This running account, to some extent supplemented by documents, created a prima facie case viewing Ms. Lake's testimony most favorably to herself. She indicated a sexually discriminatory atmosphere, irregularities in the selection process apparently favoring males, and stated she was, in effect, forced to resign on both occasions because of sexual harassment. In the course of her testimony the accuracy of her Title VII representations was sharply questioned on cross-examination. When many witnesses were later called by the Secretary to testify and further documents were received, Ms. Lake's credibility was seriously disputed in practically every situation she had presented pertinent to her sex discrimination claims.

 The Court has reviewed the conflicting versions of the facts with care. As the findings below indicate, *fn3" plaintiff failed to establish by a preponderance of the evidence her three specific claims of sex discrimination resulting in nonselection while at the National Office, and similarly totally failed to establish constructive discharge.

 Ms. Lake's First Tour of Duty

 Although Ms. Lake's substantive claims center entirely on her second tour of duty and only for the period spent at the National Office, she was allowed to present proof of sexual harassment on her first tour as "background." This aspect concentrated on her experience with CID while she was in Dallas at the District Office and the Southwest Regional Office from 1972 until her resignation in 1979. The Court first examines these background experiences for whatever light they may later shed on her claims of discrimination during her tenure at the National Office in Washington, D.C. more than ten years later. They cannot by themselves, of course, provide a basis for awarding damages since the discrimination at that time was not the subject of an EEO complaint and time for suit has run.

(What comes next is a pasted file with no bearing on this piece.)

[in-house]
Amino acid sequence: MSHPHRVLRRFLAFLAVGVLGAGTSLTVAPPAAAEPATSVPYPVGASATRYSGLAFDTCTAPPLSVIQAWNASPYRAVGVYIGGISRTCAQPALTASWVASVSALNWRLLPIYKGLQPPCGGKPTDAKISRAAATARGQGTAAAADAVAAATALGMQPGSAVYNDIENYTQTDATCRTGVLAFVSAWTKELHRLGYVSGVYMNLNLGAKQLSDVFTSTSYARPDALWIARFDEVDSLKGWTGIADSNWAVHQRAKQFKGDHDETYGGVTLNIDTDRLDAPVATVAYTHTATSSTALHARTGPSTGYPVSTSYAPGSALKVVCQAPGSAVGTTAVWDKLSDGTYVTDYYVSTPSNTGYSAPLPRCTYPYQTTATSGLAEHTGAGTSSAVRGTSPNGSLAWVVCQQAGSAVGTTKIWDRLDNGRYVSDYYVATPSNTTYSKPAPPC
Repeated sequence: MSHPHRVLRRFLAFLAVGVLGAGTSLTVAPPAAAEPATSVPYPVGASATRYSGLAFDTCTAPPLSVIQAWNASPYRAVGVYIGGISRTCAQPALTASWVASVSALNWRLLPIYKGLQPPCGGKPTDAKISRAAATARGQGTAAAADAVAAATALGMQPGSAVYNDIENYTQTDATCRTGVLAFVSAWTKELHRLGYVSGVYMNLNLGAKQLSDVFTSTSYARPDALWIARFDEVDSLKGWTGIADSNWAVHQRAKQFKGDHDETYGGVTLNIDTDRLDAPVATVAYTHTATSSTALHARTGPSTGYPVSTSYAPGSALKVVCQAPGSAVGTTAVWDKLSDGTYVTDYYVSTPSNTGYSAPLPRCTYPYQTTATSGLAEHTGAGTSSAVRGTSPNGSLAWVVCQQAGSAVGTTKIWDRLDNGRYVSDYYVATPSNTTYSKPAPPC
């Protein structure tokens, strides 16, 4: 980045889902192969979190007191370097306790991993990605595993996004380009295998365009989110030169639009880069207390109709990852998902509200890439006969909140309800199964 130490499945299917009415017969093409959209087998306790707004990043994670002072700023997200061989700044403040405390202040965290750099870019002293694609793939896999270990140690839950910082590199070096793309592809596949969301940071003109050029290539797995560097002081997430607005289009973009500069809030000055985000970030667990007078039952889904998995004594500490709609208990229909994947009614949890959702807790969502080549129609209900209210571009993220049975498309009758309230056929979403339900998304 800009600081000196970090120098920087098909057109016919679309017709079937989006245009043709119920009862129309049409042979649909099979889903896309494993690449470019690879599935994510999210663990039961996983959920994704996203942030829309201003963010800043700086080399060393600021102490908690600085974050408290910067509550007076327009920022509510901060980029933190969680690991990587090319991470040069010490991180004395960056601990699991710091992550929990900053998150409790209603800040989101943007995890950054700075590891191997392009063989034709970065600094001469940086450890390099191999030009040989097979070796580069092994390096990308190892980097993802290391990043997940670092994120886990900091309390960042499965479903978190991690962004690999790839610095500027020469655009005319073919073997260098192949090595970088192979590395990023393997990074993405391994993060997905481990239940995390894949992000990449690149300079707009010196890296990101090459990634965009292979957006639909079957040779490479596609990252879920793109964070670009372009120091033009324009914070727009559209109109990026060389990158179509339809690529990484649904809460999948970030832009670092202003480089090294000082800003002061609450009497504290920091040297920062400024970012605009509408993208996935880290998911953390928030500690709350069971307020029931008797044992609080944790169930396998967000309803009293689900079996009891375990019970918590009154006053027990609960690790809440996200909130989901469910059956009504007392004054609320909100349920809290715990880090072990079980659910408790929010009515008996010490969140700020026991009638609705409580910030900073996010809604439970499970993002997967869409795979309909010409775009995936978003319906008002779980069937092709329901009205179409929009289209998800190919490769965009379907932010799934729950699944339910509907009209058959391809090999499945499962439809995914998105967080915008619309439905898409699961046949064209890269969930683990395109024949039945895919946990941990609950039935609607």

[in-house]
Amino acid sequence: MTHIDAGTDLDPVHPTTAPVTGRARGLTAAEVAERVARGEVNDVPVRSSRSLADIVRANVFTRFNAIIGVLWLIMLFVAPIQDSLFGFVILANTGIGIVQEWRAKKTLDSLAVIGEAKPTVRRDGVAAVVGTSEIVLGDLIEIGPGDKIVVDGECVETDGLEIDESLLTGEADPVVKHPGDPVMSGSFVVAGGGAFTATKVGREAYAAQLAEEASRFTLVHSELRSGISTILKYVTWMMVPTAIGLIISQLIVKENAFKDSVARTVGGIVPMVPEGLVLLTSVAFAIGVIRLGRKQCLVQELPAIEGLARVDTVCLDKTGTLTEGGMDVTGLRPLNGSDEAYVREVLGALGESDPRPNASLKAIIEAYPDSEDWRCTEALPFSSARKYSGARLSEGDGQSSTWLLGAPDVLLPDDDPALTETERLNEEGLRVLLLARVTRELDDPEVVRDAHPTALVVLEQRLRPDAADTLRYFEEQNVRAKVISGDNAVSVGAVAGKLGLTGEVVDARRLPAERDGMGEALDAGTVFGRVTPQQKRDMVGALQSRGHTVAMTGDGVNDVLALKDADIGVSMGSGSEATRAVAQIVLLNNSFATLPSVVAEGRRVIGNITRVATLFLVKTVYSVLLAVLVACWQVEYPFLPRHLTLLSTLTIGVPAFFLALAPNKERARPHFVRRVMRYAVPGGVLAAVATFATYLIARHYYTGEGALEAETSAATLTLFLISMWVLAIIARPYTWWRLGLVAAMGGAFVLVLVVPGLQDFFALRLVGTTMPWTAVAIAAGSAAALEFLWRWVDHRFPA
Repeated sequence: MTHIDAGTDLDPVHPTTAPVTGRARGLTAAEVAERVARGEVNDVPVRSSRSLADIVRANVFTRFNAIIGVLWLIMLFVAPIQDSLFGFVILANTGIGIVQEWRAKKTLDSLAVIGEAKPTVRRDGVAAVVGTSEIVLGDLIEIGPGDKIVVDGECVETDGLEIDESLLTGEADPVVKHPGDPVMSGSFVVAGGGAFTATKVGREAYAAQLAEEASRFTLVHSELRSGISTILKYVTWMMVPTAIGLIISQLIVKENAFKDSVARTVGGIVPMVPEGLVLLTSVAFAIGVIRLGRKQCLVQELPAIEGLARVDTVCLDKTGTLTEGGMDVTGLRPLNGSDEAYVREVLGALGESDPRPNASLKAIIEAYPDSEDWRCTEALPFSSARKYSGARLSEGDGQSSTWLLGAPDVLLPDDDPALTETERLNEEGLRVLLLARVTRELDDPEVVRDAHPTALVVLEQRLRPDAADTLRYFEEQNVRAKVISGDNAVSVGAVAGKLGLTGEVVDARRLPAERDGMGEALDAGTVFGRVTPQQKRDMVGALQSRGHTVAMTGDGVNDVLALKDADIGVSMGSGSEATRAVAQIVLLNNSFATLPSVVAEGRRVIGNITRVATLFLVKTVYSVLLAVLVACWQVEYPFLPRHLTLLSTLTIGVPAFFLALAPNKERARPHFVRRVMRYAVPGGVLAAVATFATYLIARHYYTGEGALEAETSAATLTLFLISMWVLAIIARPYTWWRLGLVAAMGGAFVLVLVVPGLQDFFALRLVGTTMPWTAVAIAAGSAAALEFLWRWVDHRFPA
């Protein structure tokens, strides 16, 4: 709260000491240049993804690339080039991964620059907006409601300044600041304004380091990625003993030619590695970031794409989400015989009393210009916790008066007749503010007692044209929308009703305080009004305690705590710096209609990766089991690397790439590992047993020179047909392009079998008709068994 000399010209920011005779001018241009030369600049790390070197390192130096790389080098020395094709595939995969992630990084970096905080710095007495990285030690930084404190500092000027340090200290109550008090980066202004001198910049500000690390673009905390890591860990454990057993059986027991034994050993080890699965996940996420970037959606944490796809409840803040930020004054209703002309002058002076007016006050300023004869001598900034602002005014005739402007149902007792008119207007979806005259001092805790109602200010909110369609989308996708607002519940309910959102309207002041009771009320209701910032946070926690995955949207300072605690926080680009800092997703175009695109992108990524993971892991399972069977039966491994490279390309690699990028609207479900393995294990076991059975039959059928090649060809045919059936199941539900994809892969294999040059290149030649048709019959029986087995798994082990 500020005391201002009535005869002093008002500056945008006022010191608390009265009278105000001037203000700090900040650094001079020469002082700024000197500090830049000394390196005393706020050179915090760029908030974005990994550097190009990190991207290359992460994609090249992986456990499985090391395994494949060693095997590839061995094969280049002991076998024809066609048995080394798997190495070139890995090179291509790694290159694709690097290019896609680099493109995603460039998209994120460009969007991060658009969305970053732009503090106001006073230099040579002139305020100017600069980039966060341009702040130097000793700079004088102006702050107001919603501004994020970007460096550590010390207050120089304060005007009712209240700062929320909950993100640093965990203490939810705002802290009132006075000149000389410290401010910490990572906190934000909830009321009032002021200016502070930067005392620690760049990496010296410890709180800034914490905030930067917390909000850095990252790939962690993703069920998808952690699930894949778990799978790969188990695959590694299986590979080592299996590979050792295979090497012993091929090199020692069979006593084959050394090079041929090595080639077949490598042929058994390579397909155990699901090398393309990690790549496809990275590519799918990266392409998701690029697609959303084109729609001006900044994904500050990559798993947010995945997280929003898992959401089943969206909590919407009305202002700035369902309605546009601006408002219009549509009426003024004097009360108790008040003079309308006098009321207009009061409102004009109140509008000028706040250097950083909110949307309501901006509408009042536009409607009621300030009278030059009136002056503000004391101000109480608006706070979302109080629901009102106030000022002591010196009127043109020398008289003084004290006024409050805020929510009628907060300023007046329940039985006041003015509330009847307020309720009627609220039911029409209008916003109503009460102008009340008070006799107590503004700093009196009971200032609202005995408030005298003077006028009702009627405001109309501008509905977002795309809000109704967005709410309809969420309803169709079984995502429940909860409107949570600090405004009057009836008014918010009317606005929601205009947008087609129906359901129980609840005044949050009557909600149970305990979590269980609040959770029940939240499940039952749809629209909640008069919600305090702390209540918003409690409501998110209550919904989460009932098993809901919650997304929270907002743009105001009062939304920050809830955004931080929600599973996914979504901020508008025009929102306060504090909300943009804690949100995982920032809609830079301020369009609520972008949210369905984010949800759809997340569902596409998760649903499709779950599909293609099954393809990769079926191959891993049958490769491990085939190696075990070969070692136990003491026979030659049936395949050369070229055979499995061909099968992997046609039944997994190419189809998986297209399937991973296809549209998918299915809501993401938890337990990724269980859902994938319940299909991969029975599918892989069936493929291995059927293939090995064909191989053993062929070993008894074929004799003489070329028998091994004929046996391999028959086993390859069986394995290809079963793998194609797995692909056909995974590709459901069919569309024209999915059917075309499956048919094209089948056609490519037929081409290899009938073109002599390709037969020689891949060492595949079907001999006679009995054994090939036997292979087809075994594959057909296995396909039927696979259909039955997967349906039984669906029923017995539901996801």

Ms. Lake worked in the Dallas District Office of CID for about five years. Glenn Shepard, Assistant Chief of the office, was her second-level supervisor from July 1973 to July 1974, when he was promoted to Chief and became her third-level supervisor. She was the only female agent in this small CID unit serving with several males. She entertained the agents occasionally at her home and travelled with them on work assignments to different locations within the jurisdiction of the office. Her work record was very good and she was considered an exceptionally valuable employee.

 The preponderance of the evidence supports her claim that the atmosphere in the Dallas District Office at that time was gross, vulgar, sexually explicit and that it denigrated females. In the partitioned open-cubical office, male agents often engaged in provocative talk, told dirty jokes, and openly harassed and made sexual advances toward an attractive secretary. This condition did not affect her assignments or interfere with the fair appraisal of her work performance. It was at times very unpleasant for her and obviously inappropriate. There is no credible proof that Ms. Lake officially complained or ...